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Prematurity research

  • Researchers are working to identify the causes of premature birth.
  • In progress: new treatments to prevent or halt preterm labor.
  • Medical breakthroughs improve the care of premature babies.
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Improving the treatment of premature babies

For many years the March of Dimes has funded research aimed at improving the treatment of premature infants. Grantees have contributed to the medical advances that have greatly improved the chances of survival for even the smallest babies. However, premature birth remains a leading cause of infant death all over the world. Some survivors face lifelong health problems, including intellectual disabilities, cerebral palsy, blindness, hearing loss and other chronic conditions. Today's grantees continue to improve upon successful treatments and develop new ones to save even more premature babies and give them a healthier future.

Premature babies are at risk of many serious medical complications. One of these is respiratory distress syndrome (RDS). Babies with RDS struggle to breathe because their immature lungs do not produce enough surfactant, a protein that keeps small air sacs in the lungs from collapsing. March of Dimes grantees helped develop surfactant therapy, which was introduced in 1990. Since then, deaths from RDS have been reduced by half.

Although surfactant treatment was a major breakthrough, some RDS survivors develop a chronic lung condition called bronchopulmonary dysplasia (BPD) that resembles asthma. Current March of Dimes grantees are seeking to develop new ways to prevent and treat BPD, to further improve the outlook for RDS survivors. For example, David M. Bass, PhD of Duke University in Durham, North Carolina, is seeking to understand how treatment with supplemental oxygen may contribute to BPD, in order prevent it. Richard Lambert Auten, MD, also at Duke, is developing new approaches to deliver inhaled nitric oxide to where it is needed in the lungs to prevent BPD.

Lifesaving oxygen treatment also contributes to retinopathy of prematurity (ROP), a leading cause of blindness in premature babies. ROP results from abnormal growth of blood vessels in the retina, sometimes causing the retina to detach from the back of the eye. Katherine Amberson Hajjar, MD, of Weill Cornell Medical College in New York City, is investigating the role of a protein in this abnormal growth of retinal blood vessels, in order to develop drug treatment to help prevent ROP in premature babies undergoing oxygen treatment for lung disease.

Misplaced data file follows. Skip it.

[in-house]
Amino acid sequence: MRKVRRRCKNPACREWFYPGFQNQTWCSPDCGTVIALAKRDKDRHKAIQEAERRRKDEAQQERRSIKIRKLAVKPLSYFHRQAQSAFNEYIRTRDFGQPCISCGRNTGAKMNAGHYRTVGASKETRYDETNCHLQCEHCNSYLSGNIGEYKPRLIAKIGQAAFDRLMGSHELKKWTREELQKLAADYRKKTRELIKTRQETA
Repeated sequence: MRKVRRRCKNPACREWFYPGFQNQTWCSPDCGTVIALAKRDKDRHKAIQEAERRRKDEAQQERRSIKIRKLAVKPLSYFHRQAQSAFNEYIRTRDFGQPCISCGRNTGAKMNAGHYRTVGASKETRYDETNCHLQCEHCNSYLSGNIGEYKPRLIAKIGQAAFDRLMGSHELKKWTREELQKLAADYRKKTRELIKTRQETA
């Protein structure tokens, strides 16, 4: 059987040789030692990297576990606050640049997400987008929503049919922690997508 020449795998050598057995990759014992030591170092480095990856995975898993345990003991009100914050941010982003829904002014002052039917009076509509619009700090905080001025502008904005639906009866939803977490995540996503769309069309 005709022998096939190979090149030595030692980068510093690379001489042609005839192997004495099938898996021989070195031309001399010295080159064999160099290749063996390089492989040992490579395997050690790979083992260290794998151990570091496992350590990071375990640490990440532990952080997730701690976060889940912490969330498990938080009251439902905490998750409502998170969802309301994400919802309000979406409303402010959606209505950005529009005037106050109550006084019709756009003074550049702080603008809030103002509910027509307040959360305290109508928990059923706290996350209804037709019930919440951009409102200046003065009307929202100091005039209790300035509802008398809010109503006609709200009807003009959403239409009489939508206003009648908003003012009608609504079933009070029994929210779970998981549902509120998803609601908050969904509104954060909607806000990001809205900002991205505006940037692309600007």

Injury to the brain’s white matter is an important cause of lasting disabilities, such as cerebral palsy and learning problems, in premature babies. Stephen A. Back, MD, PhD, of Oregon Health and Science University in Portland, is studying the causes of these brain injuries in order to develop better ways prevent the injuries and the resulting disabilities. 

The outlook for premature babies has improved greatly. However, many of these babies face serious complications and lasting disabilities. Many March of Dimes grantees seek new ways to improve the care of these tiny babies, while others strive to prevent premature delivery.

Research breakthroughs

From the PKU test to surfactant and nitric oxide therapies, March of Dimes funded research is saving the lives of thousands of babies.

Most common questions

How many babies are born prematurely each year?

In the United States, more than 450,000 babies are born too soon each year. Worldwide, 15 million babies are born prematurely.

What are the consequences of premature birth?

Prematurity is the leading cause of death in the first month of life. Worldwide, more than one million children die each year due to complications of premature birth. Babies who survive an early birth often face the risk of lifetime health challenges, such as intellectual disabilities, cerebral palsy, breathing problems, and vision and hearing loss.

Why is it important for a pregnancy to last at least 39 weeks?

If a pregnancy is healthy, it should go to at least 39 weeks. That’s because babies born at 39 and 40 completed weeks of pregnancy (called full term) have the best chance of a healthy start in life. Even babies born at 37 and 38 weeks (called early term) have a higher risk of newborn complications, like breathing problems. Babies born prematurely (before 37 weeks) have a higher risk of newborn health problems and lasting disabilities.

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